Antarctica – what it takes to get down and back out of the rabbit hole

Three Antarctic expeditions spanning 10 years, sampling through winter for a total of 18 months, and 3 dedicated years of bioinformatics analysis – we’ve finally learned the well kept secrets of Antarctica’s, Ace Lake microbes.
Published in Microbiology
Antarctica – what it takes to get down and back out of the rabbit hole
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BioMed Central
BioMed Central BioMed Central

Influence of the polar light cycle on seasonal dynamics of an Antarctic lake microbial community - Microbiome

Background Cold environments dominate the Earth’s biosphere and microbial activity drives ecosystem processes thereby contributing greatly to global biogeochemical cycles. Polar environments differ to all other cold environments by experiencing 24-h sunlight in summer and no sunlight in winter. The Vestfold Hills in East Antarctica contains hundreds of lakes that have evolved from a marine origin only 3000–7000 years ago. Ace Lake is a meromictic (stratified) lake from this region that has been intensively studied since the 1970s. Here, a total of 120 metagenomes representing a seasonal cycle and four summers spanning a 10-year period were analyzed to determine the effects of the polar light cycle on microbial-driven nutrient cycles. Results The lake system is characterized by complex sulfur and hydrogen cycling, especially in the anoxic layers, with multiple mechanisms for the breakdown of biopolymers present throughout the water column. The two most abundant taxa are phototrophs (green sulfur bacteria and cyanobacteria) that are highly influenced by the seasonal availability of sunlight. The extent of the Chlorobium biomass thriving at the interface in summer was captured in underwater video footage. The Chlorobium abundance dropped from up to 83% in summer to 6% in winter and 1% in spring, before rebounding to high levels. Predicted Chlorobium viruses and cyanophage were also abundant, but their levels did not negatively correlate with their hosts. Conclusion Over-wintering expeditions in Antarctica are logistically challenging, meaning insight into winter processes has been inferred from limited data. Here, we found that in contrast to chemolithoautotrophic carbon fixation potential of Southern Ocean Thaumarchaeota, this marine-derived lake evolved a reliance on photosynthesis. While viruses associated with phototrophs also have high seasonal abundance, the negative impact of viral infection on host growth appeared to be limited. The microbial community as a whole appears to have developed a capacity to generate biomass and remineralize nutrients, sufficient to sustain itself between two rounds of sunlight-driven summer-activity. In addition, this unique metagenome dataset provides considerable opportunity for future interrogation of eukaryotes and their viruses, abundant uncharacterized taxa (i.e. dark matter), and for testing hypotheses about endemic species in polar aquatic ecosystems. Video Abstract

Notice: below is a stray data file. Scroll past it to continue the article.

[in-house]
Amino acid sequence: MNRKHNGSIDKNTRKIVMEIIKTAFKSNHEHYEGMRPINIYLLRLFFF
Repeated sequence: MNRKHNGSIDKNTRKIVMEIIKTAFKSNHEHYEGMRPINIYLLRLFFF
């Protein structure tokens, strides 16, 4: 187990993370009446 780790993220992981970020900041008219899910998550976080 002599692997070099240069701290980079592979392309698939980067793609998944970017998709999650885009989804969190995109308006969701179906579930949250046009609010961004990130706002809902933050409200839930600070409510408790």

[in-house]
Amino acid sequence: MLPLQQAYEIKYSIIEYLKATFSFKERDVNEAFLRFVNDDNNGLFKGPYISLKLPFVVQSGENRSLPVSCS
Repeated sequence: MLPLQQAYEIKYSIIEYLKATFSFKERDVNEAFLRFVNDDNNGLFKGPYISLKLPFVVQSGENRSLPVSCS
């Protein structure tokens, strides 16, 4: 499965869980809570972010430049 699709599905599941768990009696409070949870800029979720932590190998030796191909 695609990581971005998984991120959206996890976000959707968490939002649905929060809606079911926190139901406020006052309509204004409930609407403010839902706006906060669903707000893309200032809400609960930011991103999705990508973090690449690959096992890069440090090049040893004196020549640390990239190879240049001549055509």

The paper in Microbiome is here: Influence of the polar light cycle on seasonal dynamics of an Antarctic lake microbial community

To start with, this is what we do and why: 

Rick Cavicchioli’s group studies Antarctic microorganisms, discovering which types live in and around Antarctica, learning how they evolve and grow in the cold, and assessing how they are likely to respond to ecosystem changes, including climate change. 

The research is important because environmental microbes enable all other life forms on Earth to exist, and the vast majority of life on the planet grows at low temperatures. 

And where exactly do we do the work? Ace Lake, Vestfold Hills, East Antarctica – take a look:

Our first expedition to Ace Lake was the summer of 2006 – note Antarctica is in the southern hemisphere so December – February is summer.



The third expedition was the big one: 2013 – 2015.
2013 – 2015: Alyce Hancock and Sarah Payne spent 18 months taking samples in Antarctica.
Summer to summer sampling.
A complete seasonal cycle of samples.

Then, after several years for DNA extractions by Tim Williams and sequencing by JGI, Pratibha Panwar performed three solid years of analysis as the core of her PhD studies.

Pratibha hard at work.

Pratibha analysed 120 metagenomes → 20 Gbp of data → 25 million assembled contigs → 40 million protein-coding genes.


Years of Research Associate hours were also poured into the project by Michelle Allen and Tim Williams. Co-assemblies, rhodopsins, food webs.
All underpinned by dedicated efforts of JGI scientists who have collaborated for over 20 years.

And the outcome.

You may like to start with the publicity video, which is also available on Vimeo.

Then the article.

And check out the movie in supplementary information and look for this….!?

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